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Normalised wavefunction to calculate the expectation

  1. Apr 25, 2010 #1
    Do we have to use normalised wavefunction to calculate the expectation and probability of finding the particle? If yes, why?
     
  2. jcsd
  3. Apr 25, 2010 #2

    clem

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    Re: Normalisation

    The probabiliity of the particle being anywhere must be one.
     
  4. Apr 25, 2010 #3
    Re: Normalisation

    I know about it, but I have seen using normalised wavefunction in calculating the expectation only so?
     
  5. Apr 25, 2010 #4

    SpectraCat

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    Re: Normalisation

    The measurement postulate defines the expectation value of an arbitrary Hermitian operator A for an arbitrary wavefunction [tex]\Psi[/tex] as:

    [tex]<A>=\frac{<\Psi|\hat{A}|\Psi>}{<\Psi|\Psi>}[/tex]

    this is valid for all wavefunctions, including unnormalized ones. If the wavefunction is normalized, the integral in the denominator is just 1, so you only need the numerator.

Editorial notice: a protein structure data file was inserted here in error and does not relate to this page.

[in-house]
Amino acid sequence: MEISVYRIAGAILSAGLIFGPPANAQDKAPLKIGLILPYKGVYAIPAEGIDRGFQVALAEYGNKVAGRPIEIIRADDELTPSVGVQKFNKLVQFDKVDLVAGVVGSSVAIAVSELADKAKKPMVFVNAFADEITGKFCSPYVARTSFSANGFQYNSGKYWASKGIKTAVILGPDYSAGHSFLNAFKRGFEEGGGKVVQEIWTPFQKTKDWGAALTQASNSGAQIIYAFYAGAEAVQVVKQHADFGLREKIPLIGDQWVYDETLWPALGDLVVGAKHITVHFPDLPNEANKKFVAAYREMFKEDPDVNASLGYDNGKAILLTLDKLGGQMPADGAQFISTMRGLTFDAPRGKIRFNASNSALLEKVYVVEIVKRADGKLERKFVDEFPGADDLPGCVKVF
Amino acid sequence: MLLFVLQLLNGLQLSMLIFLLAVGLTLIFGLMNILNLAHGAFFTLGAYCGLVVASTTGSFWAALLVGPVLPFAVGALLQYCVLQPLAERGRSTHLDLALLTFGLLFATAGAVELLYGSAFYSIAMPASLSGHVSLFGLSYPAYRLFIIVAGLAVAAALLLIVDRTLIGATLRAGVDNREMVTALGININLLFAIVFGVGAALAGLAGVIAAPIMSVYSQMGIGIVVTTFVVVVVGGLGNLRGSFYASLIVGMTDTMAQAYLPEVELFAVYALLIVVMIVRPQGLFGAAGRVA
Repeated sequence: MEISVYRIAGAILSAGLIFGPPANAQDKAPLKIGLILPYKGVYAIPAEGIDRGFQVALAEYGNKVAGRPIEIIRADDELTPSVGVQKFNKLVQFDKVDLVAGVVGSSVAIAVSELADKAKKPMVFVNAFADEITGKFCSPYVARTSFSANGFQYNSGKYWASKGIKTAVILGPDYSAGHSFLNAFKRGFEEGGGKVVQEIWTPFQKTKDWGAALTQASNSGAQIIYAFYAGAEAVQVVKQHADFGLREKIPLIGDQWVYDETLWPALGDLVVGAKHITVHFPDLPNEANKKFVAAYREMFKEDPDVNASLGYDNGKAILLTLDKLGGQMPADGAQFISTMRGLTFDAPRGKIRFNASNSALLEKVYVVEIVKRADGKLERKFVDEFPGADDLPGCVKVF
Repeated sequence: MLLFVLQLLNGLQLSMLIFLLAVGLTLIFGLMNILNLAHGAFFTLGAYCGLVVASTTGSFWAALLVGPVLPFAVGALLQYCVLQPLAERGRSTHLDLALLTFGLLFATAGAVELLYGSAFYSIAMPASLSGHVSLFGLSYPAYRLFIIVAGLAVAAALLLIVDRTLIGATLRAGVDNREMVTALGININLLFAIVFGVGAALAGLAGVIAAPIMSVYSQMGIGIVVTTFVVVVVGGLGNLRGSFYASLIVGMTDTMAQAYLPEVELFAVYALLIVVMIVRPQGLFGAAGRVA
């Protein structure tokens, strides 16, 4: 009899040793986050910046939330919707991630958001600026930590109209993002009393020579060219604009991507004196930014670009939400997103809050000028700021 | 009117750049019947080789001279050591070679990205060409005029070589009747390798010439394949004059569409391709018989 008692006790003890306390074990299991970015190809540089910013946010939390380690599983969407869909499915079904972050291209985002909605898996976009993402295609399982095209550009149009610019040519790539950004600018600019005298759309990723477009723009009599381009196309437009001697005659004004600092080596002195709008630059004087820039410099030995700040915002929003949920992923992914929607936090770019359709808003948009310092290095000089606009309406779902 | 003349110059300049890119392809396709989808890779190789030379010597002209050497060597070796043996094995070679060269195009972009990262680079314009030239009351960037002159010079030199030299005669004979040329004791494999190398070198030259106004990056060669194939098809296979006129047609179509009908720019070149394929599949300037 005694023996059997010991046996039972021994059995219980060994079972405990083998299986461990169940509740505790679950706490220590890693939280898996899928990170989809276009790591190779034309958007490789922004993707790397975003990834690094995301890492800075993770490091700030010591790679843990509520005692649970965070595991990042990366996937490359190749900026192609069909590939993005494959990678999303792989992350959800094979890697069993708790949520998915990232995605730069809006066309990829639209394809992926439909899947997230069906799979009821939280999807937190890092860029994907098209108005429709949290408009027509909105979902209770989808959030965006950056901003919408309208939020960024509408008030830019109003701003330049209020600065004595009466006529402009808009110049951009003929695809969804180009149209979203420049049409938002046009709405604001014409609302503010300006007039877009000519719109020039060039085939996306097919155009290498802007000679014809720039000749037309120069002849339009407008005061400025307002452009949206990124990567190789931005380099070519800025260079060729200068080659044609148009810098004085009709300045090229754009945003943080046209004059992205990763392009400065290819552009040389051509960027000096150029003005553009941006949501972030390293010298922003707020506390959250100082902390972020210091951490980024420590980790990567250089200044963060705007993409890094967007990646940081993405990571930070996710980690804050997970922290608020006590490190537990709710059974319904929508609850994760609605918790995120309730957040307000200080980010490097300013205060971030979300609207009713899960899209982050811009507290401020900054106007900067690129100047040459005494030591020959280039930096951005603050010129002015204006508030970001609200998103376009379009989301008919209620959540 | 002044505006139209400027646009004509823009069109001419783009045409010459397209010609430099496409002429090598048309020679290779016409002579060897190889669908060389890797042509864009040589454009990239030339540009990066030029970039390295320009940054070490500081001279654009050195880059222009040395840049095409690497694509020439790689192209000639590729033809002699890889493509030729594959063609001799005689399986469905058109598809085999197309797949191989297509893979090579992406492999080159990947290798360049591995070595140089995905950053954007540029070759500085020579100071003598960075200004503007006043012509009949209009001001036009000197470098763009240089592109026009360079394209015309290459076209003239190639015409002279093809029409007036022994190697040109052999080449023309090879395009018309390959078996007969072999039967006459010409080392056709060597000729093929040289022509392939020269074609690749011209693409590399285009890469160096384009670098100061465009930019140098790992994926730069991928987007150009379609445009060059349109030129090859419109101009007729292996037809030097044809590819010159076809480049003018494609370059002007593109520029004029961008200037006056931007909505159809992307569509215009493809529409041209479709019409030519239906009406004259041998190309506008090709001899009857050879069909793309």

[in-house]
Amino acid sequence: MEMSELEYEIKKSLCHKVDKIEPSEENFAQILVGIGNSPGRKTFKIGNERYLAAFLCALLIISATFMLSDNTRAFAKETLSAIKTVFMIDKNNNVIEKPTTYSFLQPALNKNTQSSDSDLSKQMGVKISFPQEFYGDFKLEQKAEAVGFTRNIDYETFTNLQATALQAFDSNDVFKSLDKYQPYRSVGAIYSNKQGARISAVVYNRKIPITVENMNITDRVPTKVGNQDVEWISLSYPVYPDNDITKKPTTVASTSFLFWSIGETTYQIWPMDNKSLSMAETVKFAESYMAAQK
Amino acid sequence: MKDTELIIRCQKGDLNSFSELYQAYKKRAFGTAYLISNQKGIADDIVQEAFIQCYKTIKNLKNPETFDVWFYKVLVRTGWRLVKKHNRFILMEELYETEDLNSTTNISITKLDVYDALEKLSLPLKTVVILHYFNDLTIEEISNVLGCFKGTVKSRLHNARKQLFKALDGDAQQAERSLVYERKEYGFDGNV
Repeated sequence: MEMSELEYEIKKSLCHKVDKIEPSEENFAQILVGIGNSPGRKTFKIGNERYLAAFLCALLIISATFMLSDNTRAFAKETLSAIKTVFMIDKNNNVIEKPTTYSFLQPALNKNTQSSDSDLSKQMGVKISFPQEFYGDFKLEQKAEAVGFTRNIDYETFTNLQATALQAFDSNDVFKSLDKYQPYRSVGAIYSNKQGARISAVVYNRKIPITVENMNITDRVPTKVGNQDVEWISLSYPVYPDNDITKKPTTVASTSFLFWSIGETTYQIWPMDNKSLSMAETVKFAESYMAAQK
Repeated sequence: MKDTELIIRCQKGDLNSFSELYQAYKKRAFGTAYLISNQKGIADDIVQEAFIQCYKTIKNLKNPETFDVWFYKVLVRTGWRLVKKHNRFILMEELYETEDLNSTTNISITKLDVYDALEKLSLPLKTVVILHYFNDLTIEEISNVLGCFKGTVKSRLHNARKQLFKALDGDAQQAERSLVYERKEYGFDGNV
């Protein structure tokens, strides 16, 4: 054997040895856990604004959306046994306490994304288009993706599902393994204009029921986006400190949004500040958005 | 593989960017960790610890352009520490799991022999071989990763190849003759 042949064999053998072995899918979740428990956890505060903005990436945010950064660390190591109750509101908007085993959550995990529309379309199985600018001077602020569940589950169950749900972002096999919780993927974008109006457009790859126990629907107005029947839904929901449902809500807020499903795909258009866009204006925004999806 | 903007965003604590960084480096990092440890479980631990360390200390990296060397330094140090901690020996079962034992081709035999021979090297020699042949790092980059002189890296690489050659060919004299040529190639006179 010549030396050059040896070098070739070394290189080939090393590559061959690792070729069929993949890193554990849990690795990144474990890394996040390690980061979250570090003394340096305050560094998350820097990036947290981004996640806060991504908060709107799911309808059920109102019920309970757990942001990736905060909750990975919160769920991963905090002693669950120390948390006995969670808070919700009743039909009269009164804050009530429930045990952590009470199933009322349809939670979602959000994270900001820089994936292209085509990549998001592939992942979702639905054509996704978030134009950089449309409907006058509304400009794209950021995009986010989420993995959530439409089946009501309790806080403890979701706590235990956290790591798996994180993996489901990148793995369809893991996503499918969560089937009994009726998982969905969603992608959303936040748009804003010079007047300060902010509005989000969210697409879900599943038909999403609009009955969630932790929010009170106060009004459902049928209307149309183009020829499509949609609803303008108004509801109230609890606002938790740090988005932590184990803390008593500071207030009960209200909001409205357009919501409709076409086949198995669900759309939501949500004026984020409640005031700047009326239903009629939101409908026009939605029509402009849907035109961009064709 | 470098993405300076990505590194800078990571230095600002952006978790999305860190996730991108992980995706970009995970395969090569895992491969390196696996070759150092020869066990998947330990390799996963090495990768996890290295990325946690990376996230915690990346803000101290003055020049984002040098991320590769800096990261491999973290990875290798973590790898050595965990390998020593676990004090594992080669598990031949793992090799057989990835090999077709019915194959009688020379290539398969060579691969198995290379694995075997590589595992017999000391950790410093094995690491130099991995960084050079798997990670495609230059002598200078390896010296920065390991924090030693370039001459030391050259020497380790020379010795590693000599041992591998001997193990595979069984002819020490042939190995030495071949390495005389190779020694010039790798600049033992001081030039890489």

Last edited: Apr 25, 2010
  6. Apr 25, 2010 #5

    jtbell

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    Staff: Mentor

    Re: Normalisation

    Of course, the denominator is just the normalization integral. So one way or another, you end up normalizing the wave function. Either you or somebody else does it beforehand, or you do it as part of finding the expectation value.
     
  7. Apr 25, 2010 #6
    Re: Normalisation

    To take the expectation value of an operator you first act on the function (quantum state) with the operator, which gives you a new function. Then you dot the new function with the original function to see how much of the new function is linear with the original function. If you think of the functions as vectors this is how much the new vector lies along the original vector.

    However the dot product could have any amplitude if the function is not normalized, which is not of much interest. If we then normalize the result or start with a normalized function then a result of 1 means the new vector is linear with the original vector and 0 means it is orthogonal. And everything in between 0 and 1 means there is a percentage that is linear and orthogonal and we know exactly what that is.
     
    Last edited: Apr 25, 2010
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